Sherman Says: Shutdown may discourage our lawmakers of the future
Friday October 11, 2013 | By:Dave Sherman | News
HAMBURG — There is an unseen casualty to the shutdown of the federal government. It is the disillusionment of those young men and women who have the potential to become outstanding members of the U.S. Senate and House of Representatives in the near future.
Some are of college age, and many more are much younger. The spirit of hope and promise for the future, which 50 years ago inspired others to join the Peace Corps, the civil rights movement and manned space program, has been extensively tarnished by both sides of the shutdown debacle. I just hope the damage is not permanent.
“The reality is that both sides are leaning heavily on principle when it comes to defending their current stance on the shutdown. For [Speaker of the House John] Boehner, this is about standing up for the people who don’t like Obamacare and want it gone. For [President Barack] Obama/[Sen. Harry] Reid, it’s about not re-litigating a law that the Supreme Court upheld and, they believe, the 2012 election affirmed,” according to an article by Chris Cillizza and Sean Sullivan published by USA Today on Oct. 2
Among the casualties getting the most attention include the Environmental Protection Agency, where more than 15,000 individuals have been furloughed. That leaves approximately 1,000 people on the payroll.
“Most EPA operations [will] halt,” according to CNN.
It is a joke that national monuments are closed because of the shutdown. The Lincoln Memorial offers primitive restrooms and a gift shop, but otherwise is a large open box paying tribute to the wartime leader.
The World War II Memorial has no such facilities – none – and is simply an outdoor space dedicated to those Americans who fell in the worst calamity of the 20th century. The feds would have more impact by covering all the birdbaths in the city.
More than 3,500 employees of the Smithsonian Institute have been furloughed, leaving behind, for example, those individuals who protect the collections and feed the animals. The countless lovers of the Smithsonian who would gladly serve as volunteers to keep the facilities open have been told not to bother.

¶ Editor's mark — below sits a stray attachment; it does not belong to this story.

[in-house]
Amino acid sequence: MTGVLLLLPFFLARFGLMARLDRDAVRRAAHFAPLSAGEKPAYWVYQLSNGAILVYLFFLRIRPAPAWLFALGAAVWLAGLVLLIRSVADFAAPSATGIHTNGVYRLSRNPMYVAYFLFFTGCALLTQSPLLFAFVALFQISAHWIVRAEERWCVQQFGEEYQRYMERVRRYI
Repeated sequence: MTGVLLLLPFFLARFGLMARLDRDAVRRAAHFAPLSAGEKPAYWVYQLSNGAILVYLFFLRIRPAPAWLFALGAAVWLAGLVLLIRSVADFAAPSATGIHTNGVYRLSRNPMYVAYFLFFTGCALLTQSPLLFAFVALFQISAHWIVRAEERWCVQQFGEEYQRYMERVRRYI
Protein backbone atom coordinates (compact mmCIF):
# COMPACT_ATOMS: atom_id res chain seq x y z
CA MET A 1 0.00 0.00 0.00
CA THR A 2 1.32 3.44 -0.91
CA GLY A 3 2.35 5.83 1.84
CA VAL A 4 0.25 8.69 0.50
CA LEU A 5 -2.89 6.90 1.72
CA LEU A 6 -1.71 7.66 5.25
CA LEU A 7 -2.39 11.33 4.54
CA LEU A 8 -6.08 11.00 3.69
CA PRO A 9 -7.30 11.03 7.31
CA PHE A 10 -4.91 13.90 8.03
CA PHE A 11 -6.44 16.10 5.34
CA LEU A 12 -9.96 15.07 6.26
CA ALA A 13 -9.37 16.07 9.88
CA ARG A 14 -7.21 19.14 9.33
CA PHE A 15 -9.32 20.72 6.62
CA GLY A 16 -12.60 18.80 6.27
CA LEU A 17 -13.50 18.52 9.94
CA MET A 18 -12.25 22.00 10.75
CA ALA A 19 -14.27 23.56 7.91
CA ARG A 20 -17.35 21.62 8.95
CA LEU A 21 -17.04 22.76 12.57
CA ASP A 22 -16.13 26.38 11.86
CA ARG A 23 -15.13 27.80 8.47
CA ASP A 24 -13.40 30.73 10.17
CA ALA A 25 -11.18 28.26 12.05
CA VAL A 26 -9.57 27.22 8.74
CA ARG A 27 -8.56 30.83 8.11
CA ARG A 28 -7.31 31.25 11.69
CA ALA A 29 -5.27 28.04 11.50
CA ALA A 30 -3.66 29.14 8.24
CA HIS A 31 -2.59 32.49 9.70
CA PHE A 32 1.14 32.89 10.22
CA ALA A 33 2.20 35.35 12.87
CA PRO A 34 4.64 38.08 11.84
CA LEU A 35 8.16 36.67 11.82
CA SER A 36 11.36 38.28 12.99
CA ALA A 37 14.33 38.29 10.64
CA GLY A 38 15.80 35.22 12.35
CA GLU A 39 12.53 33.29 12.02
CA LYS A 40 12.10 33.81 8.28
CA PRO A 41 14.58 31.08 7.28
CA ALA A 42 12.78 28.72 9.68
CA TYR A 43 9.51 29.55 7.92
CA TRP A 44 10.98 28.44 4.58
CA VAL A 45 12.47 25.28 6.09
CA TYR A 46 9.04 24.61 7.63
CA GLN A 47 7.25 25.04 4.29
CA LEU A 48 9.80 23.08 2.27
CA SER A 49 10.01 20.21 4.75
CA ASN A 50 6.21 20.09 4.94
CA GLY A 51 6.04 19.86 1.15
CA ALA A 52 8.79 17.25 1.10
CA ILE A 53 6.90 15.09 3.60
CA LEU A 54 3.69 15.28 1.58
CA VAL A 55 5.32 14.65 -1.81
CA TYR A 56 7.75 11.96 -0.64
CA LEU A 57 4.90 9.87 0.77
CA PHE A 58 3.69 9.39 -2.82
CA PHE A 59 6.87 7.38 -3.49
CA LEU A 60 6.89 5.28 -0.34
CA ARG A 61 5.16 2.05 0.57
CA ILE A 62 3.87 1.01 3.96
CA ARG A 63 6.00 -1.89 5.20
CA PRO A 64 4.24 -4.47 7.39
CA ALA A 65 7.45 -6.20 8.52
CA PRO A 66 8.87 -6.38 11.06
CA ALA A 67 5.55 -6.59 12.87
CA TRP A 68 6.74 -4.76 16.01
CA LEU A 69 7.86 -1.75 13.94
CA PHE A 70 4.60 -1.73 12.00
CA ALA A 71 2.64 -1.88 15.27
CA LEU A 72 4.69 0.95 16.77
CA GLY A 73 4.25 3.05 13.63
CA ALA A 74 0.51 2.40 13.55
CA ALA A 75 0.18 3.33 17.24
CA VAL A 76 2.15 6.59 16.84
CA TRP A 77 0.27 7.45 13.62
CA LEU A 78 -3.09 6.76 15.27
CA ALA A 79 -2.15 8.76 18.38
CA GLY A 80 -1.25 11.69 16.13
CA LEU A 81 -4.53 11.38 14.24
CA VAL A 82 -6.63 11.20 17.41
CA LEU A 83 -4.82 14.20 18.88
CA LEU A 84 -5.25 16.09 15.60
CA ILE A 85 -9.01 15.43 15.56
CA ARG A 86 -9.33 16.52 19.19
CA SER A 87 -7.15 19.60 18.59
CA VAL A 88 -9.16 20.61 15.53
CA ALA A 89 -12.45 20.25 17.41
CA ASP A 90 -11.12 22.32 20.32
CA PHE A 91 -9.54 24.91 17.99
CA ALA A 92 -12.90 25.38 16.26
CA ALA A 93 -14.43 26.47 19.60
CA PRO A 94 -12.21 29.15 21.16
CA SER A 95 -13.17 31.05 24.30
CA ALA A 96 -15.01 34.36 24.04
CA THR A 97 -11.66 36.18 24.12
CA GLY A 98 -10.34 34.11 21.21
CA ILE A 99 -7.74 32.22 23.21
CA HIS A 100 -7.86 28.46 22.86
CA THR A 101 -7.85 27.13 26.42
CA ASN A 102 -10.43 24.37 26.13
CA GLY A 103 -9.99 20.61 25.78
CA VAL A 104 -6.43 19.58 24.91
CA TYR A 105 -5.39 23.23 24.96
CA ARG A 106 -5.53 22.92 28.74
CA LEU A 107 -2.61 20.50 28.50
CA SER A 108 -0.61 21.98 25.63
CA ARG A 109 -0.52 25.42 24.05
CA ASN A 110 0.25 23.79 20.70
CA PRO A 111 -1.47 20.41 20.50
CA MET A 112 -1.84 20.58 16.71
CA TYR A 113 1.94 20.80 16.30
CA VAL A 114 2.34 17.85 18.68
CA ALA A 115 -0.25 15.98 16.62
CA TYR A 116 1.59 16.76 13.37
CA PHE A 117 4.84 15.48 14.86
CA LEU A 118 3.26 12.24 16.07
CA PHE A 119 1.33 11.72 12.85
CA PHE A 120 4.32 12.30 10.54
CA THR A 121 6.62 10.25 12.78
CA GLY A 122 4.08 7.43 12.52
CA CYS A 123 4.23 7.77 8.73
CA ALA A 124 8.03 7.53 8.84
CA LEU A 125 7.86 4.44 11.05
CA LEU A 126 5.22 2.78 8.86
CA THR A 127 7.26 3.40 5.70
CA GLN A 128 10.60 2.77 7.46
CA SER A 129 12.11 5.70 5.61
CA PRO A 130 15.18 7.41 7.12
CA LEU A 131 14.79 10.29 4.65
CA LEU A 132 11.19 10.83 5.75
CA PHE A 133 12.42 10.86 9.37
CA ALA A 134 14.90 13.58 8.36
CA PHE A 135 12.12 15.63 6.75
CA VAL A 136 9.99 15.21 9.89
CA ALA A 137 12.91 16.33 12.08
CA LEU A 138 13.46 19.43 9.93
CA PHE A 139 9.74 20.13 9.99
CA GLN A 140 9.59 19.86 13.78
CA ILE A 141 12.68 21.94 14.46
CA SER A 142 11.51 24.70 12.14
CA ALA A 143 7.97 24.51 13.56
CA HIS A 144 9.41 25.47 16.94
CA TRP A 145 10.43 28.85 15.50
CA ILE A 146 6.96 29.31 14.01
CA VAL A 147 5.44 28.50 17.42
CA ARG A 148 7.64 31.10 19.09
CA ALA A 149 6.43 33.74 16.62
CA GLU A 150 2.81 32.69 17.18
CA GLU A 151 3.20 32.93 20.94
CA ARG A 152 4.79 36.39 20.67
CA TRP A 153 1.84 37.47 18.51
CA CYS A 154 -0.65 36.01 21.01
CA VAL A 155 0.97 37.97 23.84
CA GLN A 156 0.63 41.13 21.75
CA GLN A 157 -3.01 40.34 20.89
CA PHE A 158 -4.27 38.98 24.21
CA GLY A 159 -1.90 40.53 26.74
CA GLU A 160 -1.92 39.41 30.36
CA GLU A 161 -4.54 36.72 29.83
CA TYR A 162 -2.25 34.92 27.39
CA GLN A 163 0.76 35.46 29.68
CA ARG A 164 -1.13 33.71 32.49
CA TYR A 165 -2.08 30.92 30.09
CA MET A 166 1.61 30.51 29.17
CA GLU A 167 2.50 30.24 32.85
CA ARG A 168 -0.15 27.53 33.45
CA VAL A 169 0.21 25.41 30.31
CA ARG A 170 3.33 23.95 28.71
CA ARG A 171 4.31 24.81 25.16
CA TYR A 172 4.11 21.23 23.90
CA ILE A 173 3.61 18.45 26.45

The result is that a great deal of Washington, D.C., the city – not the seat of government – has had the rug pulled out from underneath it. Federal employees are not paying for cab rides or subway cards for their daily commute. They are not stopping on The Hill for a coffee to go. They are not grabbing a sandwich at noontime. Without a paycheck, they aren’t even sure how to pay their rent.
Take that number and multiply it by the number of private-sector employees who will eventually suffer from a drop in business at those cab companies, coffee shops and restaurants. Additionally, tourists are feeling discouraged about making the trek to D.C. because so many landmarks have been shuttered.
Have the most stubborn of the Republicans made their point? What is their point?
Their desperate attempt to tie elimination of funding for Obamacare to a last-ditch drive to prevent the shutdown of the federal government has turned into political quicksand. The majority of Americans look unfavorably on Speaker of the House John Boehner and his stubborn approach to negotiation.
Like a quarterback on a mismatched football team, Boehner should have walked up to the line of scrimmage, taken a look at the defense formed by House Democrats and the Obama administration, and called time out. He should have walked back into the huddle and called a new play.
Instead, he is penalizing hundreds of thousands of people who depend on the federal government for human services as well as their livelihood. With no resolution in sight, the collateral damage will mount week by week and it will become even more difficult to admit the fight was a farce. Obamacare is the law of the land, and no grandstanding by any collection of lawmakers is going to change that.
I only hope that the next generation does not lose faith, but rather, sees an opportunity to make a dysfunctional system one of which we can again be proud.
David Sherman is the managing editor of Bee Group Newspapers and a columnist for the Weekly Independent Newspapers of Western New York, a group of community newspapers with a combined circulation of 286,500 readers. Opinions expressed here are those of the author. He can be reached at firstname.lastname@example.org.
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